What You Need to Know About Diabetic Retinopathy

What You Need to Know About Diabetic Retinopathy

Diabetic retinopathy, a common complication of diabetes, is a leading cause of vision loss and blindness in the United States. This condition arises from changes in the blood vessels of the retina, leading to blood leakage, the buildup of waste, and the formation of abnormal blood vessels. In severe cases of diabetic retinopathy, eye injections may be necessary to prevent new blood vessel growth and reduce swelling in the retina. Let’s delve into when these eye injections are required and how they are determined through a comprehensive examination.


Understanding Diabetic Retinopathy

Diabetic retinopathy occurs when high blood sugar levels damage the blood vessels in the retina, a light-sensitive tissue located at the back of the eye. These blood vessels may leak, leading to swelling and distortion of the retina. Additionally, blood vessel abnormalities may develop, causing the growth of fragile vessels that can easily rupture and bleed into the eye.

If left untreated, diabetic retinopathy can progress and cause severe vision loss. That’s why it’s crucial for individuals with diabetes to undergo regular eye examinations to detect any signs of retinopathy and commence timely treatment.


Examination for Eye Injections

When it comes to determining the need for eye injections to treat diabetic retinopathy, an eye doctor will conduct a thorough examination. This evaluation typically involves the following steps:


  1. Visual Acuity Test

This standard test measures your visual clarity at different distances. Although it is not directly related to diabetic retinopathy, it helps to establish your overall visual health and can identify any other refractive errors or ocular conditions that may coexist with retinopathy.


  1. Dilated Eye Examination

During a dilated eye examination, eye drops are used to enlarge the pupil, allowing the doctor a better view of the structures at the back of the eye, including the retina and blood vessels. Using special instruments, the doctor will thoroughly examine these areas and look for any signs of diabetic retinopathy, such as swelling, blood leakage, or abnormal blood vessel growth.


  1. Additional Imaging Tests

In some cases, the eye doctor may perform additional imaging tests to gain a more detailed view of the retina and assess its condition. These imaging tests include:

Fluorescein Angiography: This diagnostic procedure involves injecting a dye into a vein in your arm. As the dye circulates in your bloodstream, photographs are taken to track its movement through the blood vessels at the back of the eye. This test helps identify any damaged blood vessels, leakage, or abnormal blood flow.

Optical Coherence Tomography (OCT): This non-invasive imaging test uses light waves to create cross-sectional images of the retina. It provides detailed information about the thickness of the retina, fluid accumulation, and the presence of any cysts or swelling.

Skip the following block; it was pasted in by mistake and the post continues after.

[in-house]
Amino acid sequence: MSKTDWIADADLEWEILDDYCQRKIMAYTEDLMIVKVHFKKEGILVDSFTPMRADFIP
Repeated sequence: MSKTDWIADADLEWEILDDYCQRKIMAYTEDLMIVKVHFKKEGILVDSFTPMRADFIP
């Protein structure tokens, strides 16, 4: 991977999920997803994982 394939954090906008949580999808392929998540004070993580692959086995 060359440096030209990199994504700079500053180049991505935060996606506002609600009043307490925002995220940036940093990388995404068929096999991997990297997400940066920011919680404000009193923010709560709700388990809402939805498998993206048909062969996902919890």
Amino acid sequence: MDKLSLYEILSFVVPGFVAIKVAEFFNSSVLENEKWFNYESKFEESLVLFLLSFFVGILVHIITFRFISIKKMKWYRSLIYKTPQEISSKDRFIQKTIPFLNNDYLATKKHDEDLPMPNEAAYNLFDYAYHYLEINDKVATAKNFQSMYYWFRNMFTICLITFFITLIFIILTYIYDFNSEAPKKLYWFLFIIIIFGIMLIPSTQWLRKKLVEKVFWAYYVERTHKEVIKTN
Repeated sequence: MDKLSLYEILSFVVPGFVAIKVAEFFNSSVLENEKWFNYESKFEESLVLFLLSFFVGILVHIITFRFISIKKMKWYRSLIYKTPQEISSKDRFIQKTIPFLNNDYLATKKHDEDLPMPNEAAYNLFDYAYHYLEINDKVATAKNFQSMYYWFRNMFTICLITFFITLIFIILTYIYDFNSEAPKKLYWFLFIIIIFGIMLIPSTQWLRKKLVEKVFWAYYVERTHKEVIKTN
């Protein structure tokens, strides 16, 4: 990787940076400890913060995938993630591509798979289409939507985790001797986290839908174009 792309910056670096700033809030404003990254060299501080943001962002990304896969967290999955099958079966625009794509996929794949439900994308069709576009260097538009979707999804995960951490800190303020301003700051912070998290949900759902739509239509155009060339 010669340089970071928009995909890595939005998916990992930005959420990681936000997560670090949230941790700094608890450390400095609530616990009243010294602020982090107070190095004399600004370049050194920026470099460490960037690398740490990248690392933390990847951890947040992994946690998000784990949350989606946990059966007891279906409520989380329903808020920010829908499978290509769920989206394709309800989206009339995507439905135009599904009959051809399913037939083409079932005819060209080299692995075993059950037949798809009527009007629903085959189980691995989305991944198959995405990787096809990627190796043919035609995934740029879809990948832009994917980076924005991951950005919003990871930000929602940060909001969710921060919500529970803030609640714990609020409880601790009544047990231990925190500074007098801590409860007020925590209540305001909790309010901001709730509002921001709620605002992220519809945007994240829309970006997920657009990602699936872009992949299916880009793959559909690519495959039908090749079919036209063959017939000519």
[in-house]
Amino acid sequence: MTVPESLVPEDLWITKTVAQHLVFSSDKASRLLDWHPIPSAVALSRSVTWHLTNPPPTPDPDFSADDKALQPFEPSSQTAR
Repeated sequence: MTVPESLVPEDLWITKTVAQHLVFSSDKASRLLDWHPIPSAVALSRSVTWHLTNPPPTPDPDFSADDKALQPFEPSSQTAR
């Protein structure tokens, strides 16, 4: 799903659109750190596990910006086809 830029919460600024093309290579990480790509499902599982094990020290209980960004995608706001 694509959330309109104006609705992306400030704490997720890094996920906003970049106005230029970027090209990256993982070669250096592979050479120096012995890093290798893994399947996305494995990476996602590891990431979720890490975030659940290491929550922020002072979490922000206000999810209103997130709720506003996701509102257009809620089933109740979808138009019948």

Based on the findings from the dilated eye examination and additional imaging tests, the eye doctor will determine the severity of diabetic retinopathy and evaluate the need for eye injections.


When Are Eye Injections Necessary?

Eye injections, also known as intravitreal injections, are typically reserved for cases of severe diabetic retinopathy. They are administered directly into the vitreous gel, the jelly-like substance that fills the back of the eye. These injections deliver medication that helps address the underlying causes of retinopathy, such as inhibiting the growth of abnormal blood vessels and reducing swelling in the retina.

Eye injections may be recommended in the following cases:

Proliferative Diabetic Retinopathy: This is the most advanced stage of diabetic retinopathy characterized by the growth of abnormal blood vessels. Eye injections can help prevent further vessel growth and reduce the risk of bleeding into the vitreous.

Diabetic Macular Edema: Diabetic retinopathy can lead to swelling in the central part of the retina called the macula, affecting central vision. Eye injections can help reduce macular edema, improve vision, and prevent further vision loss.

The decision to administer eye injections is made on an individual basis, taking into account factors such as the severity of retinopathy, visual symptoms, potential benefits, and risks associated with the specific medication used.


Dr. Jorge Malouf and the staff of the Malouf Eye specialize in a variety of ophthalmologic conditions and treatments including cataract surgery, glaucoma surgery, strabismus surgery, neuro-ophthalmology exams, oculoplastics, diabetes and more. Call our ophthalmologist in Tampa, FL today at 813-798-2020 if you are interested in learning more about eye injections for diabetes. Our eye doctor provides only the highest quality eye care and surgical services amongst eye doctors in the Tampa, Florida area.